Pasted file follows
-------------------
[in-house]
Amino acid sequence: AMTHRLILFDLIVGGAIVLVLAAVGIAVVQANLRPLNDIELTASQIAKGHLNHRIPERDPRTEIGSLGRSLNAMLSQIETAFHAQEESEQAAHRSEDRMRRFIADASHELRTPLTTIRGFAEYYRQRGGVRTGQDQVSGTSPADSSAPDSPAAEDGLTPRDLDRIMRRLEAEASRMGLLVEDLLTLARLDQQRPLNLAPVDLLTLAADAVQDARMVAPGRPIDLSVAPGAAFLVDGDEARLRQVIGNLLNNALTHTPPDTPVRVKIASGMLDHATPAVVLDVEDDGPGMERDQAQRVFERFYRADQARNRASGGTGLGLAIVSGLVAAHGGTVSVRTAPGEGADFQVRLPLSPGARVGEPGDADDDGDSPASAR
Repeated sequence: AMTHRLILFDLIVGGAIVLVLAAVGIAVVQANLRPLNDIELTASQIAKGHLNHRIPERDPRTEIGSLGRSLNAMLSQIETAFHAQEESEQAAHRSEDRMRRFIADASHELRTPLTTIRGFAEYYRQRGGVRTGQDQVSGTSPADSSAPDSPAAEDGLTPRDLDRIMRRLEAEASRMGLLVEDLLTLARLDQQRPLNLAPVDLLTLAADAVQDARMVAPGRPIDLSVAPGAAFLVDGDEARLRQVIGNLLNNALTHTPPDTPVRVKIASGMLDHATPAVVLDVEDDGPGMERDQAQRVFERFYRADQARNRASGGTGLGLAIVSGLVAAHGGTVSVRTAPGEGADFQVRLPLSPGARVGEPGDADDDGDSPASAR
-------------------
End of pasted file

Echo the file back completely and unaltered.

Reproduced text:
[in-house]
Amino acid sequence: AMTHRLILFDLIVGGAIVLVLAAVGIAVVQANLRPLNDIELTASQIAKGHLNHRIPERDPRTEIGSLGRSLNAMLSQIETAFHAQEESEQAAHRSEDRMRRFIADASHELRTPLTTIRGFAEYYRQRGGVRTGQDQVSGTSPADSSAPDSPAAEDGLTPRDLDRIMRRLEAEASRMGLLVEDLLTLARLDQQRPLNLAPVDLLTLAADAVQDARMVAPGRPIDLSVAPGAAFLVDGDEARLRQVIGNLLNNALTHTPPDTPVRVKIASGMLDHATPAVVLDVEDDGPGMERDQAQRVFERFYRADQARNRASGGTGLGLAIVSGLVAAHGGTVSVRTAPGEGADFQVRLPLSPGARVGEPGDADDDGDSPASAR
Repeated sequence: AMTHRLILFDLIVGGAIVLVLAAVGIAVVQANLRPLNDIELTASQIAKGHLNHRIPERDPRTEIGSLGRSLNAMLSQIETAFHAQEESEQAAHRSEDRMRRFIADASHELRTPLTTIRGFAEYYRQRGGVRTGQDQVSGTSPADSSAPDSPAAEDGLTPRDLDRIMRRLEAEASRMGLLVEDLLTLARLDQQRPLNLAPVDLLTLAADAVQDARMVAPGRPIDLSVAPGAAFLVDGDEARLRQVIGNLLNNALTHTPPDTPVRVKIASGMLDHATPAVVLDVEDDGPGMERDQAQRVFERFYRADQARNRASGGTGLGLAIVSGLVAAHGGTVSVRTAPGEGADFQVRLPLSPGARVGEPGDADDDGDSPASAR